© Ramonespelt iStock
© Ramonespelt iStock

Being a consultant is fantastic and frustrating. You get to work with loads of organisations and different teams who are all trying to make the world a better place, and making the world a better place is more important now than ever! But it is also frustrating because you often don’t get to see how your advice or recommendations affect an organisation in the long run.

I have some wonderful opportunities to go back and see how clients have used my work to improve the way they deliver results for their beneficiaries, and that is what actually matters: improved organisations delivering better results for beneficiaries who value that work. But is that always what happens when consultants come and go? 

Consultants have enormous privilege and influence because of their status as ‘outsiders’ and can heavily influence the shape, vision and direction that organisations or their interventions follow. So how do you ensure that working with consultants will always be a positive experience and that what comes out of that experience will be of benefit to your organisation?

Yes, obviously you have terms of reference for the work that you do with them that will cover the kind of outputs that you want to see. You can be specific about these deliverables: an action plan, a strategy, a report, an evaluation, a set of tools, training, etc and the qualifications or experience you want your consultant to have. But more than that you cannot specify in the terms of reference.

You should instead think about the following 5 points to ensure that consultancy delivers a lasting positive impact on your organisation:

  1. What is the work culture ‘fit’ between your organisation and the consultant? Do they work in a way that is sufficiently similar to your organisational culture, but can also challenge you to make improvements where needed?
  2. How flexible can the consultant be, how flexible can your organisation be? Stuff happens, and we all need to be able to bend towards new solutions, new situations. Be open to new ideas and new evidence of what works and what doesn’t work – that’s where innovation and the best results come from!
  3. Can you keep the consultant out of the organsiation’s internal politics? Are they able to rise above it (after all it isn’t their place to get involved)? Can you manage the internal politics such that the consultant’s presence at least doesn’t make things worse, even if it cannot make things better? Unless of course, the internal politics is integral to why you hired them in the first place, in which case make sure that the consultant and the CEO are on the same page, always.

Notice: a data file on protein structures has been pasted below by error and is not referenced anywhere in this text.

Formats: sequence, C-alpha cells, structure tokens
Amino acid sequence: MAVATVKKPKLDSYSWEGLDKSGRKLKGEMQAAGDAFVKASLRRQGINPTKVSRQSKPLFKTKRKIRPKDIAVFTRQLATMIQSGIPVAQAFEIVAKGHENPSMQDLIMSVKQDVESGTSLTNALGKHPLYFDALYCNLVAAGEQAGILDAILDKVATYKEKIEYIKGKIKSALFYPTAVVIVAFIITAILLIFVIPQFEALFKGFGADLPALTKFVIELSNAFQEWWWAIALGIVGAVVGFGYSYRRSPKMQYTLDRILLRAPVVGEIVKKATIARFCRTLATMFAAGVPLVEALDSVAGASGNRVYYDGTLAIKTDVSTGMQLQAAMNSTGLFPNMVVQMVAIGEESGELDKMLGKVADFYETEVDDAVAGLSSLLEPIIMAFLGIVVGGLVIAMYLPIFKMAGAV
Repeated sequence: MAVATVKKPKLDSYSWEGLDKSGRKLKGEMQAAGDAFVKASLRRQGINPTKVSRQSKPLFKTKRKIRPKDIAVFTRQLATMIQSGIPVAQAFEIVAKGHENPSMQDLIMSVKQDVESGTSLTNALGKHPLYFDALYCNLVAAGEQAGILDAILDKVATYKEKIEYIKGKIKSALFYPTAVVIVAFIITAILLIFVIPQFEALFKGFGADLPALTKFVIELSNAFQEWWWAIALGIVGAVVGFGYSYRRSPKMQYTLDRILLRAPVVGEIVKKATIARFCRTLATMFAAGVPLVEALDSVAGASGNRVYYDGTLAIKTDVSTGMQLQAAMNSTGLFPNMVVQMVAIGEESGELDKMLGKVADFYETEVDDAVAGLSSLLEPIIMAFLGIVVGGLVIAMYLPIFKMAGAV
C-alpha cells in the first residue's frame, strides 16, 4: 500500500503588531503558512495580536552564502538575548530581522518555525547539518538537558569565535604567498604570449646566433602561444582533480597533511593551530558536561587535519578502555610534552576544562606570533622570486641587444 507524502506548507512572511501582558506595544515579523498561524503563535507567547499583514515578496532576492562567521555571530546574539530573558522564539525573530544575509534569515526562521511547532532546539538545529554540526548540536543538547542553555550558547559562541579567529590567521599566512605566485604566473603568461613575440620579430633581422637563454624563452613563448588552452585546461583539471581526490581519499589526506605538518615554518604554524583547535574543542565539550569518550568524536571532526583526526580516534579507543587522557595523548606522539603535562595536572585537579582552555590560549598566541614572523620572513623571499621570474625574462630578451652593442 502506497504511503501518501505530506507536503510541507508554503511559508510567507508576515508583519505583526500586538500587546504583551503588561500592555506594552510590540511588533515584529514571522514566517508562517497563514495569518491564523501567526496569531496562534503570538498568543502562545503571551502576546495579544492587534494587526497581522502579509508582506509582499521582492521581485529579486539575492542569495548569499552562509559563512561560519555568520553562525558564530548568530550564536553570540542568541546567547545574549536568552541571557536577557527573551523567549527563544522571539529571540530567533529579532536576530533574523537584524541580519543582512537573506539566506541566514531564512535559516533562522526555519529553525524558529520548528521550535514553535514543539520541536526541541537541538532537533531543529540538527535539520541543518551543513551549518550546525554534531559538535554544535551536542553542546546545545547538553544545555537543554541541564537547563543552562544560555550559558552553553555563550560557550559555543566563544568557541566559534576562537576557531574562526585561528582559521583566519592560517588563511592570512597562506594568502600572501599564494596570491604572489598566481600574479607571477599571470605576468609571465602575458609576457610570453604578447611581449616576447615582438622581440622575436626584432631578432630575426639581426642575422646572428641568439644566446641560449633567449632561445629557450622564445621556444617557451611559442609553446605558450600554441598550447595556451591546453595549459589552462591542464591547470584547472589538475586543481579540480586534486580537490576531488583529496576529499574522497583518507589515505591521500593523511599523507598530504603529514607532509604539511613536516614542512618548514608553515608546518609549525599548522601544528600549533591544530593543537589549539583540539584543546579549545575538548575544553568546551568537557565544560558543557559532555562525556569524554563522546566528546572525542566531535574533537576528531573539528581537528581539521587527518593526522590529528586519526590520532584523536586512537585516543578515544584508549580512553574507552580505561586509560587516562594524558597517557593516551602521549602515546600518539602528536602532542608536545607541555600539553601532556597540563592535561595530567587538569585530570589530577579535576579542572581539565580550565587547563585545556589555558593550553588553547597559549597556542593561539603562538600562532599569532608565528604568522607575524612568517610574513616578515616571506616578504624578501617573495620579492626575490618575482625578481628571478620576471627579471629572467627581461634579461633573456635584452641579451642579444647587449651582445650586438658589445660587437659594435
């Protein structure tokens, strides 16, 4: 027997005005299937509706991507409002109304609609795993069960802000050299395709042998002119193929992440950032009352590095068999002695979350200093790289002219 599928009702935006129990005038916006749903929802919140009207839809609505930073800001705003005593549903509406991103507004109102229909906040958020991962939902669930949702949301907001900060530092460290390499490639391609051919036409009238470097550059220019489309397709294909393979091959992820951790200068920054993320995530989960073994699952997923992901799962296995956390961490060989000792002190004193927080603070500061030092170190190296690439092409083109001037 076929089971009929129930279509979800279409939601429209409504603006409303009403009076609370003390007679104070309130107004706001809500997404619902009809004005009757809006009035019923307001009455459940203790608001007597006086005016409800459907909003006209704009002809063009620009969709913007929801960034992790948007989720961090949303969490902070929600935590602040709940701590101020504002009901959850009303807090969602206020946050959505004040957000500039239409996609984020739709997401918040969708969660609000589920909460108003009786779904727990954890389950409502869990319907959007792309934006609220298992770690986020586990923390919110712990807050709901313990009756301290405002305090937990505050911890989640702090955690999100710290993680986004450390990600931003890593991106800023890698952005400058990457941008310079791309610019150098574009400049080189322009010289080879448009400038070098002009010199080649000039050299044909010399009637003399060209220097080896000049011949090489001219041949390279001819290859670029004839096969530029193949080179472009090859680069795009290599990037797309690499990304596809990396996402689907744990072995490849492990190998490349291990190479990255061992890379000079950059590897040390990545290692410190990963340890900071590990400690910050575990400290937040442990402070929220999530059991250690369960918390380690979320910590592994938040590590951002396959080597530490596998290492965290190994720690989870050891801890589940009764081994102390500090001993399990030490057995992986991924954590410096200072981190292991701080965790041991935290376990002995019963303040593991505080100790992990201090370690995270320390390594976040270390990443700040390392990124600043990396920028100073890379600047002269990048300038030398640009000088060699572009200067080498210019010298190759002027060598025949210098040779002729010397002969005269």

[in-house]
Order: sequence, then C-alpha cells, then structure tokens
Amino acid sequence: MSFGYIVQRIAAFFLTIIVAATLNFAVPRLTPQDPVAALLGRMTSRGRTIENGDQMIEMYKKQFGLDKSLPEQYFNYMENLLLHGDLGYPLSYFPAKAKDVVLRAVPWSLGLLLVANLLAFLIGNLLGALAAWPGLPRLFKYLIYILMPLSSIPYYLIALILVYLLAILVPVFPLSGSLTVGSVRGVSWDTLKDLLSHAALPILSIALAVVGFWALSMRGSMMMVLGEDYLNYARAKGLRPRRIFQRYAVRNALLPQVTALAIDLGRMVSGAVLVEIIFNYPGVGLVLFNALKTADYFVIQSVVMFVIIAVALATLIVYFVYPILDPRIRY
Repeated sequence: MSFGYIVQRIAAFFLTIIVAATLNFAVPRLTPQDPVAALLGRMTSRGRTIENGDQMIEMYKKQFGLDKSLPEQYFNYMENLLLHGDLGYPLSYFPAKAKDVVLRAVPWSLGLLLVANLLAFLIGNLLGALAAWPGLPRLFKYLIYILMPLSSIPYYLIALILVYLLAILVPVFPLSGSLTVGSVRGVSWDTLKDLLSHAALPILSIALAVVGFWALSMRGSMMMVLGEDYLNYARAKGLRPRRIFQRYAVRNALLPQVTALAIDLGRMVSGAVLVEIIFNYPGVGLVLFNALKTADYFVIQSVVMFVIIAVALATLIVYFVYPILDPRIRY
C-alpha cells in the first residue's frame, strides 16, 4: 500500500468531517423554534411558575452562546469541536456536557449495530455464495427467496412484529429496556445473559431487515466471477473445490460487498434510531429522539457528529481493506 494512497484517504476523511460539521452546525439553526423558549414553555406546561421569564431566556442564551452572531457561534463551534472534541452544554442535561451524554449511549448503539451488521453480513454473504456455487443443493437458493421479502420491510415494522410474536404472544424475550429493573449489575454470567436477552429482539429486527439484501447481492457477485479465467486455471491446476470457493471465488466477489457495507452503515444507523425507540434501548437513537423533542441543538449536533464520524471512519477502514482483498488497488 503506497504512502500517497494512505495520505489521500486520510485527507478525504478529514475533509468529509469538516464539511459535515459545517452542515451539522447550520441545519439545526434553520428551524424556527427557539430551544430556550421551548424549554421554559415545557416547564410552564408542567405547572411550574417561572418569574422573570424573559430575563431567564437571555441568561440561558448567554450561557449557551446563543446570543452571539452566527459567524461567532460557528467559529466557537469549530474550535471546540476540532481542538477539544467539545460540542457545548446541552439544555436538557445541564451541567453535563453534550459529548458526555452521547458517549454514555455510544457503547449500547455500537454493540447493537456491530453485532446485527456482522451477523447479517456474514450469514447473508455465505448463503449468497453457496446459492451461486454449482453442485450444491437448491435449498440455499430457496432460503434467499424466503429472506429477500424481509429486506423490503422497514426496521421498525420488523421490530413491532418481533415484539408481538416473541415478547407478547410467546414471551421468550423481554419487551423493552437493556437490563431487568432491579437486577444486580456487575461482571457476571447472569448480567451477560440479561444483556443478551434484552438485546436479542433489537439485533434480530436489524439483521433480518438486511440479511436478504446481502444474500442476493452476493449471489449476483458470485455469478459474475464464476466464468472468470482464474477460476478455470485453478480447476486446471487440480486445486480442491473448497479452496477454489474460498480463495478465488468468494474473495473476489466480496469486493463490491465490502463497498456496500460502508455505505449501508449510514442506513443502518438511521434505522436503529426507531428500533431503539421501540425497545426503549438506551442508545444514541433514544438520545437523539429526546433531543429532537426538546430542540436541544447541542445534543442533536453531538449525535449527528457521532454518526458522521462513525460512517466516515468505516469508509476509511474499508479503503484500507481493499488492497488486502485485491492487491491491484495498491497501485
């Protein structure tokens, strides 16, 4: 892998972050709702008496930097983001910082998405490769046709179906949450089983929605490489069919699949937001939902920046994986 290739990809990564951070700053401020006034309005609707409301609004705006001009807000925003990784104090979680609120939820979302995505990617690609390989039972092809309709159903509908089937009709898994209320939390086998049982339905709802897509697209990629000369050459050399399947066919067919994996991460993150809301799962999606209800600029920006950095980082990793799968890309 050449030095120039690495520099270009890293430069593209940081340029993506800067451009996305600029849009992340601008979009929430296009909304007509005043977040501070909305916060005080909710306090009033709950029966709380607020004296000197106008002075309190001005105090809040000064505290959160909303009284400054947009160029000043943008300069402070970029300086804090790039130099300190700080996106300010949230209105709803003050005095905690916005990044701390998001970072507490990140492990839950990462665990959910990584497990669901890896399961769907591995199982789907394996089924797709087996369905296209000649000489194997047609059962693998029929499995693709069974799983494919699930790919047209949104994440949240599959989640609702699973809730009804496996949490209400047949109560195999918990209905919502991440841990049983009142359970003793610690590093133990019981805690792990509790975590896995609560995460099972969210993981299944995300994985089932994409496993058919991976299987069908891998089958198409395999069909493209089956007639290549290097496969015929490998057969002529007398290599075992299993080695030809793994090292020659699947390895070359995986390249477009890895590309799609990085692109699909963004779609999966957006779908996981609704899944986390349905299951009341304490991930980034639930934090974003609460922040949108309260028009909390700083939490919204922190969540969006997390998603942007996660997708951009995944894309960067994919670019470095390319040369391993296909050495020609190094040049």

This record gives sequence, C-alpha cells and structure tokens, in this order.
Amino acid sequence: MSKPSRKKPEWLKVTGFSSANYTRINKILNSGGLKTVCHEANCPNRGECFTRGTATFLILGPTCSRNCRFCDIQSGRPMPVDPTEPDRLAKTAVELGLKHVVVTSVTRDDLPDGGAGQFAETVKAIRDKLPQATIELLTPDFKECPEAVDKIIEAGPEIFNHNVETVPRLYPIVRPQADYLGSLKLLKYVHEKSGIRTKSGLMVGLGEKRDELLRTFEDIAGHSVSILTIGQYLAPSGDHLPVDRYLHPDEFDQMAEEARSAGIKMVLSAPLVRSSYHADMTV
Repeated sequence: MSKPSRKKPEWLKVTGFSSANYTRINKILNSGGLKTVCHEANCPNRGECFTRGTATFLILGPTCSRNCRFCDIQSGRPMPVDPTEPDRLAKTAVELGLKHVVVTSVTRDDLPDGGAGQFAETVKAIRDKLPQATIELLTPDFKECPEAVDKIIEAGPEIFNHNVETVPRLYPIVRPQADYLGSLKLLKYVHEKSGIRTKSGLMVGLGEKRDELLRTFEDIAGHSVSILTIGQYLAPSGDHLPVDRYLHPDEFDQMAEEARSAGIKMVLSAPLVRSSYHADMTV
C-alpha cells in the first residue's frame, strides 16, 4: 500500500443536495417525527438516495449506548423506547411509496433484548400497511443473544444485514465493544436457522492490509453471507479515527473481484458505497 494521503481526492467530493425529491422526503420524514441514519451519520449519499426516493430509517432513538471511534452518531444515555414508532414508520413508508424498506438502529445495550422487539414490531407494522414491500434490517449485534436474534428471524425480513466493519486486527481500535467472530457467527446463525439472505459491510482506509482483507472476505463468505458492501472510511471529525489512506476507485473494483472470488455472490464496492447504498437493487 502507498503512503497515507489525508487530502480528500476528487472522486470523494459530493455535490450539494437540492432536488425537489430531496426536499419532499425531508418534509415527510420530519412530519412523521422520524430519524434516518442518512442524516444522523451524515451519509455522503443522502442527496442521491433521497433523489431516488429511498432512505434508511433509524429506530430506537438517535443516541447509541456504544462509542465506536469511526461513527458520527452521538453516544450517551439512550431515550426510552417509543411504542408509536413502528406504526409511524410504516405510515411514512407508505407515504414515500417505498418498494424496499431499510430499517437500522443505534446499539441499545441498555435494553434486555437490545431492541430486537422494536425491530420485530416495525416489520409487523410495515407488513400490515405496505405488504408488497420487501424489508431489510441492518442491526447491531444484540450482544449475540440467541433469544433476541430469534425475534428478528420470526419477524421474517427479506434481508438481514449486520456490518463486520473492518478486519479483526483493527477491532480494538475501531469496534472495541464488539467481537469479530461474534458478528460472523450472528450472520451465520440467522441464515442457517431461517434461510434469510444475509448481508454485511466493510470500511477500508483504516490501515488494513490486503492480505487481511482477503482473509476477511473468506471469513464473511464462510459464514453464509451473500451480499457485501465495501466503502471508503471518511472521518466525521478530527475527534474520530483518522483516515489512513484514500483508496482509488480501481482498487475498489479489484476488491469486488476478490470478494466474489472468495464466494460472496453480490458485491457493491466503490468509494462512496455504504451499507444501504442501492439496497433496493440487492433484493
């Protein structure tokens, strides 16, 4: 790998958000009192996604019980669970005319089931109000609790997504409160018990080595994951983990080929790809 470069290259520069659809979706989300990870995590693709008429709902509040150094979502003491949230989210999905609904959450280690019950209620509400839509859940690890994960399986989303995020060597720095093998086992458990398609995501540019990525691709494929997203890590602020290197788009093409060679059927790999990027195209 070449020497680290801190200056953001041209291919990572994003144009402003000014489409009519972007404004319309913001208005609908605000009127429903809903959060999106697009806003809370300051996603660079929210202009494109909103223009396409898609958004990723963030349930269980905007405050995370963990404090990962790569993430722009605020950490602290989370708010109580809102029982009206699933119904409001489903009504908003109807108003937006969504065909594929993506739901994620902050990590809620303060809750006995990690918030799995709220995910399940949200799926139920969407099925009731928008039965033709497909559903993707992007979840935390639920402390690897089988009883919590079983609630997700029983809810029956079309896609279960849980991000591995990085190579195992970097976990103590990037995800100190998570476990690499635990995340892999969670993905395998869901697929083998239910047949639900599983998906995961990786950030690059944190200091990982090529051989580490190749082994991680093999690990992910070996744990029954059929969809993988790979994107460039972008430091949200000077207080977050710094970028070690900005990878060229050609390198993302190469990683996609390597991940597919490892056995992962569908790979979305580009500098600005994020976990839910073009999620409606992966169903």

4. Can you and your consultant commit to honest constructive feedback between you? Things won’t always go smoothly and we all often juggle multiple balls, not just our work priorities. So when you or your consultant are having a bad day (consultants are human too) or are a bit snappy for reasons unrelated to work, can you really have that conversation that says: you need to take a moment, collect yourself and come back with your ‘A-game’?
  5. Can you commit to implementing your consultant’s action plan or recommendations? This might seem obvious, but many times consultancy outputs are left on the shelf because there is no political will to implement what might be difficult changes (or even to consider these change in the first place). Yes, sometimes the quality or relevance of the outputs can be lacking, but in those instances be confident enough to have that conversation and either get the consultant to redo the work, make changes together or terminate the consultancy early.

Above all, never forget that all of this is about making better interventions with better results for your beneficiaries. Improved positive impact will always be the ultimate yard stick against which we are all measured.

Do you recognise your experiences of consultancy and consultants in these 5 points? How can you improve your own work practices to achieve better results?


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